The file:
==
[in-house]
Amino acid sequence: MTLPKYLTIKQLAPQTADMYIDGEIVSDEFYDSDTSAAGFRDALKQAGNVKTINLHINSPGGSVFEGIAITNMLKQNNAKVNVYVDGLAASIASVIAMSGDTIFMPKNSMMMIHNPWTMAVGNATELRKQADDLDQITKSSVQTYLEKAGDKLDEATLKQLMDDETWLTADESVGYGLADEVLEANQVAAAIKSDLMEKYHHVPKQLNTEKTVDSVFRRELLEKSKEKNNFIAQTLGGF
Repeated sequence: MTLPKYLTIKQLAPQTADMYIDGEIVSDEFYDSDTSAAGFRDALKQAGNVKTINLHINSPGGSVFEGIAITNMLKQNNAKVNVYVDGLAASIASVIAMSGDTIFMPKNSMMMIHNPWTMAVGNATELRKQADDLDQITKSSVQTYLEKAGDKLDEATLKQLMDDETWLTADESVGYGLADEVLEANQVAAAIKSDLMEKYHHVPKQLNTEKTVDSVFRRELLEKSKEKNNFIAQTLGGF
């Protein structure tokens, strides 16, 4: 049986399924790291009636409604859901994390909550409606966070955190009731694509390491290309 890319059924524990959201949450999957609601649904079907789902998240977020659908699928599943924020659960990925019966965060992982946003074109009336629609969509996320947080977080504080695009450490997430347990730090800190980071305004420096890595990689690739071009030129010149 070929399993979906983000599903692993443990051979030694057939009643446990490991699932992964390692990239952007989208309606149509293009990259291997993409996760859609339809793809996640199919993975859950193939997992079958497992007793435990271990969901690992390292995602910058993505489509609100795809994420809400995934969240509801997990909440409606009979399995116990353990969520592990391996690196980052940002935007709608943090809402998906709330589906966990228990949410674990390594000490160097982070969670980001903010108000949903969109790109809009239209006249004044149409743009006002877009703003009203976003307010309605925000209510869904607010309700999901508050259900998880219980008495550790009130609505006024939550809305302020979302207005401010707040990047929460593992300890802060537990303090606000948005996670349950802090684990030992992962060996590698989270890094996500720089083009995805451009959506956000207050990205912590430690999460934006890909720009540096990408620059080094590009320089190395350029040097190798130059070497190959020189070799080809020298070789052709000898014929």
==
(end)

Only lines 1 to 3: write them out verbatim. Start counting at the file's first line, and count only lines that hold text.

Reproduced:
[in-house]
Amino acid sequence: MTLPKYLTIKQLAPQTADMYIDGEIVSDEFYDSDTSAAGFRDALKQAGNVKTINLHINSPGGSVFEGIAITNMLKQNNAKVNVYVDGLAASIASVIAMSGDTIFMPKNSMMMIHNPWTMAVGNATELRKQADDLDQITKSSVQTYLEKAGDKLDEATLKQLMDDETWLTADESVGYGLADEVLEANQVAAAIKSDLMEKYHHVPKQLNTEKTVDSVFRRELLEKSKEKNNFIAQTLGGF
Repeated sequence: MTLPKYLTIKQLAPQTADMYIDGEIVSDEFYDSDTSAAGFRDALKQAGNVKTINLHINSPGGSVFEGIAITNMLKQNNAKVNVYVDGLAASIASVIAMSGDTIFMPKNSMMMIHNPWTMAVGNATELRKQADDLDQITKSSVQTYLEKAGDKLDEATLKQLMDDETWLTADESVGYGLADEVLEANQVAAAIKSDLMEKYHHVPKQLNTEKTVDSVFRRELLEKSKEKNNFIAQTLGGF